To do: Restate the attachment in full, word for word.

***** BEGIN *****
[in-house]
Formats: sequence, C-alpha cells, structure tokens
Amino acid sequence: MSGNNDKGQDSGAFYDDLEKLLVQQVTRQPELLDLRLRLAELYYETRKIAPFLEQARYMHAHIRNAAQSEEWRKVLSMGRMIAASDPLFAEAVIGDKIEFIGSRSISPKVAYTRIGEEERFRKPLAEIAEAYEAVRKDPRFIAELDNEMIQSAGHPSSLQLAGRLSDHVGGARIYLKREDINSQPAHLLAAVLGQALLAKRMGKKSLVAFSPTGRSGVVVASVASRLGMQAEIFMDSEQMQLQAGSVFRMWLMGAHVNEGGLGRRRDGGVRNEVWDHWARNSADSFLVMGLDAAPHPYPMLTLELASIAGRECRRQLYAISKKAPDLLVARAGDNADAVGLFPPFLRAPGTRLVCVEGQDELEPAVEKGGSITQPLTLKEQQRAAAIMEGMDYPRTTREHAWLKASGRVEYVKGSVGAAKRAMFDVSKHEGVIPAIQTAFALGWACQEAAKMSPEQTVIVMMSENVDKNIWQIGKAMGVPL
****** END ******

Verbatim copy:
[in-house]
Formats: sequence, C-alpha cells, structure tokens
Amino acid sequence: MSGNNDKGQDSGAFYDDLEKLLVQQVTRQPELLDLRLRLAELYYETRKIAPFLEQARYMHAHIRNAAQSEEWRKVLSMGRMIAASDPLFAEAVIGDKIEFIGSRSISPKVAYTRIGEEERFRKPLAEIAEAYEAVRKDPRFIAELDNEMIQSAGHPSSLQLAGRLSDHVGGARIYLKREDINSQPAHLLAAVLGQALLAKRMGKKSLVAFSPTGRSGVVVASVASRLGMQAEIFMDSEQMQLQAGSVFRMWLMGAHVNEGGLGRRRDGGVRNEVWDHWARNSADSFLVMGLDAAPHPYPMLTLELASIAGRECRRQLYAISKKAPDLLVARAGDNADAVGLFPPFLRAPGTRLVCVEGQDELEPAVEKGGSITQPLTLKEQQRAAAIMEGMDYPRTTREHAWLKASGRVEYVKGSVGAAKRAMFDVSKHEGVIPAIQTAFALGWACQEAAKMSPEQTVIVMMSENVDKNIWQIGKAMGVPL